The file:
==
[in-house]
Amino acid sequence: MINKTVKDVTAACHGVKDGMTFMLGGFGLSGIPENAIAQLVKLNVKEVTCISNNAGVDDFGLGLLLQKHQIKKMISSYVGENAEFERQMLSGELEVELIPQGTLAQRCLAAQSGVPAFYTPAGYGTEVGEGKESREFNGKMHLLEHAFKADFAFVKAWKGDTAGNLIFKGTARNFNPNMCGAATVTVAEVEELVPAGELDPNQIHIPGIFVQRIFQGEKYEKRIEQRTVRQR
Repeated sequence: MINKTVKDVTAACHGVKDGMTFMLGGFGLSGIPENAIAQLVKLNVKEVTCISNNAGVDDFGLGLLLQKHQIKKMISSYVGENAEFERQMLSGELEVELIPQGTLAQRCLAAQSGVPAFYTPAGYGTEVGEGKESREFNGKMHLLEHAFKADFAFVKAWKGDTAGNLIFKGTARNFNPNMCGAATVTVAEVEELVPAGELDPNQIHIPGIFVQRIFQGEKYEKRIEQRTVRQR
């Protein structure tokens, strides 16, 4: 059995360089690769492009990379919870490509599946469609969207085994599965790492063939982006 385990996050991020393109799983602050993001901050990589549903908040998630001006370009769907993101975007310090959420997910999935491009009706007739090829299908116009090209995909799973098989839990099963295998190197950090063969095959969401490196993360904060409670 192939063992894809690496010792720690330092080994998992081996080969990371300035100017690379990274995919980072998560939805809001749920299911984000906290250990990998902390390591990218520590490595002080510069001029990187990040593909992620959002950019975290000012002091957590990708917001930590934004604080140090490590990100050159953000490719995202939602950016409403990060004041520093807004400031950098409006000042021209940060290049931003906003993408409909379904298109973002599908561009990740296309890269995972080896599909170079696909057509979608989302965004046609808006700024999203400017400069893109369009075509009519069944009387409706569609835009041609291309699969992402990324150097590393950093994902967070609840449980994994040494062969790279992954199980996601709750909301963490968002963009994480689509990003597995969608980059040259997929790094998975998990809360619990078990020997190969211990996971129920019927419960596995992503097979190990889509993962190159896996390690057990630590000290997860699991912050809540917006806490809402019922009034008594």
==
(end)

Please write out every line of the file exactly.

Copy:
[in-house]
Amino acid sequence: MINKTVKDVTAACHGVKDGMTFMLGGFGLSGIPENAIAQLVKLNVKEVTCISNNAGVDDFGLGLLLQKHQIKKMISSYVGENAEFERQMLSGELEVELIPQGTLAQRCLAAQSGVPAFYTPAGYGTEVGEGKESREFNGKMHLLEHAFKADFAFVKAWKGDTAGNLIFKGTARNFNPNMCGAATVTVAEVEELVPAGELDPNQIHIPGIFVQRIFQGEKYEKRIEQRTVRQR
Repeated sequence: MINKTVKDVTAACHGVKDGMTFMLGGFGLSGIPENAIAQLVKLNVKEVTCISNNAGVDDFGLGLLLQKHQIKKMISSYVGENAEFERQMLSGELEVELIPQGTLAQRCLAAQSGVPAFYTPAGYGTEVGEGKESREFNGKMHLLEHAFKADFAFVKAWKGDTAGNLIFKGTARNFNPNMCGAATVTVAEVEELVPAGELDPNQIHIPGIFVQRIFQGEKYEKRIEQRTVRQR
């Protein structure tokens, strides 16, 4: 059995360089690769492009990379919870490509599946469609969207085994599965790492063939982006 385990996050991020393109799983602050993001901050990589549903908040998630001006370009769907993101975007310090959420997910999935491009009706007739090829299908116009090209995909799973098989839990099963295998190197950090063969095959969401490196993360904060409670 192939063992894809690496010792720690330092080994998992081996080969990371300035100017690379990274995919980072998560939805809001749920299911984000906290250990990998902390390591990218520590490595002080510069001029990187990040593909992620959002950019975290000012002091957590990708917001930590934004604080140090490590990100050159953000490719995202939602950016409403990060004041520093807004400031950098409006000042021209940060290049931003906003993408409909379904298109973002599908561009990740296309890269995972080896599909170079696909057509979608989302965004046609808006700024999203400017400069893109369009075509009519069944009387409706569609835009041609291309699969992402990324150097590393950093994902967070609840449980994994040494062969790279992954199980996601709750909301963490968002963009994480689509990003597995969608980059040259997929790094998975998990809360619990078990020997190969211990996971129920019927419960596995992503097979190990889509993962190159896996390690057990630590000290997860699991912050809540917006806490809402019922009034008594």